Present elimination strategies are based on recommendations derived during the Global Malaria Eradication Program of the 1960s. However, many countries considering elimination nowadays have high intrinsic transmission potential and, without the support of a regional campaign, have to deal with the constant threat of imported cases of the disease, emphasising the need to revisit the strategies on which contemporary elimination programmes are based. To eliminate malaria, programmes need to concentrate on identification and elimination of foci of infections through both passive and active methods of case detection. This approach needs appropriate treatment of both clinical cases and asymptomatic infections, combined with targeted vector control. Draining of infectious pools entirely will not be sufficient since they could be replenished by imported malaria. Elimination will thus additionally need identification and treatment of incoming infections before they lead to transmission, or, more realistically, embarking on regional initiatives to dry up importation at its source. © 2010 Elsevier Ltd.


Fernando S.D.,University of Colombo | Ainan S.,University of Oxford | Premaratne R.G.,Anti Malaria Campaign | Rodrigo C.,University of Colombo | And 2 more authors.
International Health | Year: 2015

Introduction: Sri Lanka has eliminated local transmission of malaria. Assessing physician preparedness for early case detection is important, in order to prevent re-establishment of local transmission. Methods: Adherence to malaria screening practices in patients admitted with fever to 12 hospitals in a previously malaria endemic district was evaluated using a cross sectional survey. In addition, knowledge and attitudes among doctors on current malaria surveillance practices and treatment recommendations was assessed. Results: Of 403 fever patients, 150 warranted screening for malaria under the criteria defined by the Anti Malaria Campaign (AMC), with 93 of them having fever for over 7 days. Of these eligible patients, 12.6% (19/150) were investigated by doctors (including 3 persons with fever over 7 days), 14.6% (22/150) by laboratory staffand 72.6% (109/150) by the research team. The majority of doctors were not familiar with the treatment guidelines for malaria (76.5%, 75/98). Conclusions: Mandatory continuous medical education programmes need to continue to ensure that malaria remains on the differential diagnosis of a fever patient, especially in patients with fever over 7 days. It is essential to publicize the availability of free-of-charge malaria diagnostic facilities, and to ensure that proper notification procedures are followed when a malaria patient is diagnosed. © The Author 2015. Published by Oxford University Press on behalf of Royal Society of Tropical Medicine and Hygiene. All rights reserved.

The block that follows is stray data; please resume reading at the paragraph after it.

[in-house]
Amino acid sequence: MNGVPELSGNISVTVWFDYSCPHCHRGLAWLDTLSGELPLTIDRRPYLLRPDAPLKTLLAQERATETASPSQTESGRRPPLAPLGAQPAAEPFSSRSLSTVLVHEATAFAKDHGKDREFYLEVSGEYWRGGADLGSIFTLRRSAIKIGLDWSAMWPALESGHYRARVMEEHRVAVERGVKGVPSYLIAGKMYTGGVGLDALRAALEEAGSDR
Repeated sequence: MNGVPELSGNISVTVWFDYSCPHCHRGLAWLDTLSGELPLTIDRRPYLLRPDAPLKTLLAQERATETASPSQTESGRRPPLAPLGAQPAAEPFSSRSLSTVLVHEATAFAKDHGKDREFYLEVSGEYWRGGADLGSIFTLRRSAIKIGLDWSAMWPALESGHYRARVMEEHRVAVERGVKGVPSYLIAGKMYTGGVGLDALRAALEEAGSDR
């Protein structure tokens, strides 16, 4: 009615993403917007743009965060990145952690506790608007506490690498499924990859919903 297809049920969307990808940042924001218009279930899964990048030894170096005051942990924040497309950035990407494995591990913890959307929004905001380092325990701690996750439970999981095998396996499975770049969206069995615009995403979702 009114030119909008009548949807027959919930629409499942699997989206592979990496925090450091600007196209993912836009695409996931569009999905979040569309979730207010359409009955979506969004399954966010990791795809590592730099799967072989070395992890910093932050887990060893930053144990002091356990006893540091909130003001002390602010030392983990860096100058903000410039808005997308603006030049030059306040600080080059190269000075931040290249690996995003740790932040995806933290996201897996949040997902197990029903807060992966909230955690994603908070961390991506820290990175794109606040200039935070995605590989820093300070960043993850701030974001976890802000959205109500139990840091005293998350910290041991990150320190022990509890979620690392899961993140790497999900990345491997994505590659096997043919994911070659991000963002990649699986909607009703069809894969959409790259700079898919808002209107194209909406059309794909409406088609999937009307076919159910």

Kirkbya K.,University of Oxford | Galappaththy G.N.L.,Anti Malaria Campaign | Kurinczuk J.J.,University of Oxford | Rajapakse S.,University of Colombo | Deepika Fernando S.,University of Colombo
Transactions of the Royal Society of Tropical Medicine and Hygiene | Year: 2013

Malaria-related knowledge, preventative methods and treatment-seeking behaviours were investigated in a post-conflict district of Sri Lanka in order to guide the development of components of malaria interventions and to support future programme evaluation A structured questionnaire was used to collect data from a random sample of 300 households in four Divisional Secretariat Divisions (DSD) of the district where internally displaced populations were being resettled after a 30-year civil war. Results: The surveyed community had a good overall level of knowledge of malaria. There was high bednet ownership (94.0%), although only 48.0% of households in the study had long-lasting insecticide-treated nets (LLIN). Most respondents reported rapid treatment-seeking behaviour (71.0%) and easy access to malaria diagnostic facilities (67.0%). The Tamil population living in Manthai West and Madhu DSDs who were displaced to refugee camps had better malaria-related knowledge and practices, probably due to the malaria control activities focused on these camps by the government. Conclusions: Although knowledge and practices regarding malaria amongst resettled populations in Mannar District were high, continued malaria surveillance, case management, vector control including distribution of LLINs, education and information campaigns are important not only amongst the communities affected by the conflict but the entire district. © Royal Society of Tropical Medicine and Hygiene 2012. All rights reserved.